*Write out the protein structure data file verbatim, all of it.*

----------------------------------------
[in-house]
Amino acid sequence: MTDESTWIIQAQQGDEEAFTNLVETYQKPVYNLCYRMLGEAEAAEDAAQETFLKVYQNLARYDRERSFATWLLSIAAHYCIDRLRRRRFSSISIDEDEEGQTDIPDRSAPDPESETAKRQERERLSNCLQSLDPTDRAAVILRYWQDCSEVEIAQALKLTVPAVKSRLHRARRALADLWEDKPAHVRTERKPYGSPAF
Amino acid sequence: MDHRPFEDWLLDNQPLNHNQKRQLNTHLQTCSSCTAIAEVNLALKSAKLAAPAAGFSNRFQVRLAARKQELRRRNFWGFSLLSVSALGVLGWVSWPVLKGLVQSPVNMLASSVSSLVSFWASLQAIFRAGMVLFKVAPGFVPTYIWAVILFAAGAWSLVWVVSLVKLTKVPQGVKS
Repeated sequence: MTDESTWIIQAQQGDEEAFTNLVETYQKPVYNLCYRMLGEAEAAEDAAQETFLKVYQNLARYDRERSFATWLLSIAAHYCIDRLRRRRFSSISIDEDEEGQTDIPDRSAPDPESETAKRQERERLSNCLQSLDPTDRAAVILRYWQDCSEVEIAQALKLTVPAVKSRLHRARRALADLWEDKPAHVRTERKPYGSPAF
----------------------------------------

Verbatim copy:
[in-house]
Amino acid sequence: MTDESTWIIQAQQGDEEAFTNLVETYQKPVYNLCYRMLGEAEAAEDAAQETFLKVYQNLARYDRERSFATWLLSIAAHYCIDRLRRRRFSSISIDEDEEGQTDIPDRSAPDPESETAKRQERERLSNCLQSLDPTDRAAVILRYWQDCSEVEIAQALKLTVPAVKSRLHRARRALADLWEDKPAHVRTERKPYGSPAF
Amino acid sequence: MDHRPFEDWLLDNQPLNHNQKRQLNTHLQTCSSCTAIAEVNLALKSAKLAAPAAGFSNRFQVRLAARKQELRRRNFWGFSLLSVSALGVLGWVSWPVLKGLVQSPVNMLASSVSSLVSFWASLQAIFRAGMVLFKVAPGFVPTYIWAVILFAAGAWSLVWVVSLVKLTKVPQGVKS
Repeated sequence: MTDESTWIIQAQQGDEEAFTNLVETYQKPVYNLCYRMLGEAEAAEDAAQETFLKVYQNLARYDRERSFATWLLSIAAHYCIDRLRRRRFSSISIDEDEEGQTDIPDRSAPDPESETAKRQERERLSNCLQSLDPTDRAAVILRYWQDCSEVEIAQALKLTVPAVKSRLHRARRALADLWEDKPAHVRTERKPYGSPAF